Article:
The Meaning of the Cross

Dear brothers and sisters in Christ,

We are told never to judge a book by its cover. A better approach is to judge a book by its table of contents.

As Easter approaches, I’ve been thinking of a wonderful little book by John Piper entitled ‘Fifty Reasons Jesus Came to Die’. Just reading the table of contents is worth the price of the book! The death of Jesus was not simply the result of jealousy on the part of the religious leaders, the fear and self-protection of Pilate, or Judas’ greed. It was the sovereign plan of God, which Jesus came to accomplish (John 4:34, 5:30; 6:38-40; 12:27-28).

Piper highlights the multi-faceted purpose of the death of Jesus. It’s not that the Bible contradicts itself over the reason for Jesus’ crucifixion. To the contrary, the purposes of God in Jesus’ death are compatible and interrelated. Like a diamond with many sides, the many aspects of Jesus’ death together form a more beautiful picture.

And because one aspect of Jesus’ death was to create a band of crucified followers (Luke 9:23), what we think about the crucifixion will be a determining factor in our Christian life and obedience. Focusing on only one or two aspects of Jesus’ death to the exclusion of the others will produce an unbalanced and unhealthy Christian life.

Yes, the cross is a ‘call to follow His example of lowliness and costly love’ (Titus 2:14), but it is more than that. In His death Christ also ‘absorbed the wrath of God’ (Romans 3:25).

On the cross, Jesus was securing so much more than only ‘the forgiveness of our sins’ (Matthew 26:28). Indeed, it was the cross (not just the resurrection) which means he can ‘give eternal life to all who believe on Him’ (John 3:16). Jesus’ death gives us confidence to enter the Most Holy Place (Hebrews 10:19) while at the same time making Jesus the place where we meet God (John 2:19-21). The Scriptures tell us that the death of the Jewish Messiah was designed ‘to destroy the hostility between races’ (Ephesians 2:14-16). It gives marriage its deepest meaning (Ephesians 5:25) and makes us holy, blameless and perfect (Colossians 1:22).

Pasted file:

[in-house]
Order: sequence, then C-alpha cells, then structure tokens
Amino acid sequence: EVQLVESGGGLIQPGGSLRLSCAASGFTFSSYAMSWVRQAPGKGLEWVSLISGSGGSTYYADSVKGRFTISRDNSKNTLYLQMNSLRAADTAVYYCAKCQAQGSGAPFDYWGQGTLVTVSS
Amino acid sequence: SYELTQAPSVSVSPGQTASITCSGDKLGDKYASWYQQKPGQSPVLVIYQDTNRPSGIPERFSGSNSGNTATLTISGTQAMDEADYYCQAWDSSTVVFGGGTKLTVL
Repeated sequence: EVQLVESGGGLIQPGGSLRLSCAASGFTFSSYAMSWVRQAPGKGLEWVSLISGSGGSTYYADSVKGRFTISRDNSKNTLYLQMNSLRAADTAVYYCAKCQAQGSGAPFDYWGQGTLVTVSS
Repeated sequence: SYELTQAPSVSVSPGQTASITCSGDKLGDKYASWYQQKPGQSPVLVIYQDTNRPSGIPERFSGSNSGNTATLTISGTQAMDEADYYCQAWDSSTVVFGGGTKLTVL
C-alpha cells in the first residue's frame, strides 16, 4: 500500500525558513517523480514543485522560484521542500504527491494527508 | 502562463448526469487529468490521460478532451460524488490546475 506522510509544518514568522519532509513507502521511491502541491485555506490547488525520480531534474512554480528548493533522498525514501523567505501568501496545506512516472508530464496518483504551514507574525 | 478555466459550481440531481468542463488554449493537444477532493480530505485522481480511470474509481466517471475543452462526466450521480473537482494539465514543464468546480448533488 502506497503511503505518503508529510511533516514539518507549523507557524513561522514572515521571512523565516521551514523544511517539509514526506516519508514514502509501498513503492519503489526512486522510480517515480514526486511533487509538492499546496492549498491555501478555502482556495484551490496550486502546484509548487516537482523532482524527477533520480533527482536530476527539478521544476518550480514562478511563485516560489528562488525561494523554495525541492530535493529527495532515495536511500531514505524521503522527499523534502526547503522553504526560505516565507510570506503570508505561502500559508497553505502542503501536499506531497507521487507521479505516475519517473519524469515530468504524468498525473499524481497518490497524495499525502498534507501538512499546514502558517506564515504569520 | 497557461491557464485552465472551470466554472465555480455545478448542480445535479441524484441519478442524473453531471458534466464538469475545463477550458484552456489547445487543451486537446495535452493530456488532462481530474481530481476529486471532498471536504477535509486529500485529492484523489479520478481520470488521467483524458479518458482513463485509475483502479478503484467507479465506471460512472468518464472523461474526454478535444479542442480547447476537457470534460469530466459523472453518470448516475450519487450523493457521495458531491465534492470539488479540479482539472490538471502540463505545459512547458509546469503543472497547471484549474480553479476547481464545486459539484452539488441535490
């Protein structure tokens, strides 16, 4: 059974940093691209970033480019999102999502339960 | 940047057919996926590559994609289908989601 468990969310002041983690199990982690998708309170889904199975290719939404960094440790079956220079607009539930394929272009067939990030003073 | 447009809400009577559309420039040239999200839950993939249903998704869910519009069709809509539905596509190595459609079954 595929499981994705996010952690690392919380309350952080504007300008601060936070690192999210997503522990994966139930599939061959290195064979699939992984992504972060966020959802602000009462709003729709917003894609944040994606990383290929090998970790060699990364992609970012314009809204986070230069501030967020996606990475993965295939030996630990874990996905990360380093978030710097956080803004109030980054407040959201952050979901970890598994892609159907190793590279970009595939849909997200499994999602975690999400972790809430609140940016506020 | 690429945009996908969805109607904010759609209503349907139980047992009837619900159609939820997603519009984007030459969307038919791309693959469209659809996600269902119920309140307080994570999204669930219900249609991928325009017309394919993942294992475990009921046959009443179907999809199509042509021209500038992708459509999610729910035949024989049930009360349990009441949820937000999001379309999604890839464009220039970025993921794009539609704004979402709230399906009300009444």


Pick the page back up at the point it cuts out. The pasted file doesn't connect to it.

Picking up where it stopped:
Yet, ultimately, the cross is not about us. In His death, Jesus was pleasing His heavenly Father (Isaiah 53:10, Ephesians 5:2), ensuring that he would be crowned with glory and honour (Hebrews 2:9, Revelation 5:12), and that we should live for Him and not for ourselves (2 Corinthians 5:15).

The events of that first Easter are foundational to Christianity. The sacrificial death and glorious resurrection of Jesus are the bedrock on which our faith rests; the fact they agree with the Old Testament Scriptures is essential (1 Corinthians 15:3-4). If they were only an uncertain tradition or a myth, our faith would be utterly futile and all Christian teaching would be a blasphemous lie (1 Corinthians 15:15, 19). Of course the Old Testament promises, the incarnation, and the assurances about the coming judgement are indispensable too, but at its heart, Christianity is about the obedient sacrifice of Jesus on behalf of His people for the glory of God.

The more we know of this, the greater our joy should be, not only at Easter, but all the time.

Every Sunday is a celebration of the resurrection, marking the first post-resurrection worship service as Jesus came to meet with His disciples (John 20:19, cf. 20:26 & Revelation 1:10). As each new week dawns, we should awaken with rejoicing that “The Lord is risen. He is risen indeed.” So why not put aside some time each Sunday to consider one of the fifty reasons Jesus came to die?

Yours in Christ’s service,

Stephen McDonald

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